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  • Camille Comia 4:23 am on May 24, 2017 Permalink | Reply
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    fin. 

    Which topic/s in class made an impact to you? Why?
    Matrices, we live in a magical world of ~*matrices*~. The Matrix never really made sense to me until I learned what matrices really represent haha

    If you can summarize this course in one word or sentence, what would it be?
    Pick-me-up. Although hindi halata yung energy ko in class, this is the one class this semester that I really looked forward to every time without fail. It wasn’t a course that I was afraid of but rather the class that I really wanted to learn something from.

    What would be your parting message to the class?
    Thank you sa mga naging ka-group ko and ofc, kay Sir Paul. Is it safe to say we passed? *knocks on wood* haha. See you around, hopefully 🙂

     

     
  • Camille Comia 8:41 am on May 22, 2017 Permalink | Reply
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    Transform: Visualizing the Audio Spectrum 

    An application of Fourier transforms is an audio spectrum analyzer. A spectrum analyzer is used to view the frequencies which make up a signal, like audio sampled from a microphone. Let’s make the hardware visualize audio frequencies by changing the intensity of LEDs based on the intensity of audio at certain frequencies.

    The video below shows the spectrum display listening to powerful orchestral music with a sample rate of 4000 hz, 40 minimum decibels and 60 maximum decibels. You can see the effects of instruments playing at different frequencies and how the LEDs representing those frequencies respond.

    ref:
    https://learn.adafruit.com/fft-fun-with-fourier-transforms/spectrum-analyzer

     
  • Camille Comia 12:40 pm on February 12, 2017 Permalink | Reply
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    Symmetry in Snowflakes 

    Snowflakes are symmetrical because they reflect the internal order of the water molecules as they arrange themselves during crystallization. When a minute cloud droplet first freezes into a tiny particle of ice, water vapor starts condensing on its surface, the ice particle quickly develops facets, becoming a small hexagonal prism. As the crystal becomes larger, branches begin to sprout from the six corners of the hexagon.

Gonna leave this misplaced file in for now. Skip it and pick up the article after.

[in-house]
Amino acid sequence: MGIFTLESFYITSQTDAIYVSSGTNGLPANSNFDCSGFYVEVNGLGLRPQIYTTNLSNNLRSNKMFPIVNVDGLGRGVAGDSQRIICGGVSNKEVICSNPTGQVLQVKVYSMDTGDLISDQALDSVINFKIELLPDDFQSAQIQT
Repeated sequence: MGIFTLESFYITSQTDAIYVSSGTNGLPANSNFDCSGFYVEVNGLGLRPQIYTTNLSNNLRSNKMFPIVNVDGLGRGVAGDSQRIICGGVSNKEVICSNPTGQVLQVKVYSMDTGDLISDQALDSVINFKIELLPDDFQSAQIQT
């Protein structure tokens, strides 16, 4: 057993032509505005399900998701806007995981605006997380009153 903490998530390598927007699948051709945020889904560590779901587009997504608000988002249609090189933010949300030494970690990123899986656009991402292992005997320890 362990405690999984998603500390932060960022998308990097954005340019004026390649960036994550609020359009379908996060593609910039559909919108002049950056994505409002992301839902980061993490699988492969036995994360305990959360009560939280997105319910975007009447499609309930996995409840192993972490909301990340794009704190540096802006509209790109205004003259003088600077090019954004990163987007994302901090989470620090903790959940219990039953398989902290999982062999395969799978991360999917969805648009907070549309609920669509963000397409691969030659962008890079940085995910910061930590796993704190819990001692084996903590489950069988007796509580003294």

While it grows, the crystal is blown to and fro inside the clouds, so the temperature it sees changes randomly with time. Since the crystal growth depends strongly on temperature, thus the six arms of the snow crystal each change their growth with time. And because all six arms see similar conditions at the same times, they all grow about the same way. The end result is a complex, branched structure that is also six-fold symmetric.

    Sources:
    https://www.scientificamerican.com/article/why-are-snowflakes-symmet/
    http://www.its.caltech.edu/~atomic/snowcrystals/faqs/faqs.htm

     
  • Camille Comia 4:09 pm on January 28, 2017 Permalink | Reply
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    Sound maps 

    I remember stumbling upon an article on my news feed wherein it said that a computer algorithm designed a concert hall with a really long and weird name. The architects consulted an “acoustician” that provided them an optimal sound map for the auditorium. They used vectors for this so that they could illustrate how the sounds would bounce off the walls and which parts of the room would produce echoes. Using the values produced by the sound map as parameters, the architects created the algorithm that would design the intricate acoustic panels they used to construct the room.

    PS. The concert hall is called Elbphilharmonie. 😁
    Source: https://www.wired.com/2017/01/happens-algorithms-design-concert-hall-stunning-elbphilharmonie/

     
  • Camille Comia 3:47 am on January 21, 2017 Permalink | Reply
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    Hellooo 

    What’s your name?
    Hi, I’m Camille Comia.

    What were your thoughts when you enrolled in this course?
    I was a bit nervous since it’s been 2 semesters since I last took a math course.

    How comfortable are you with math?
    I used to be quite comfortable with HS Math. However, upon stepping in to UP, I found myself struggling my very first Math course as well as the next ones. I can follow along during lectures but I have a hard time solving the problems when I study by myself.

    What’s your dominant feeling right now?
    Hungry. It’s time for lunch.

     
    • Paul Rossener 4:42 pm on February 22, 2017 Permalink | Reply

      Hello Camille! I hope the lecture notes are helpful when you study on your own. 🙂

      Like

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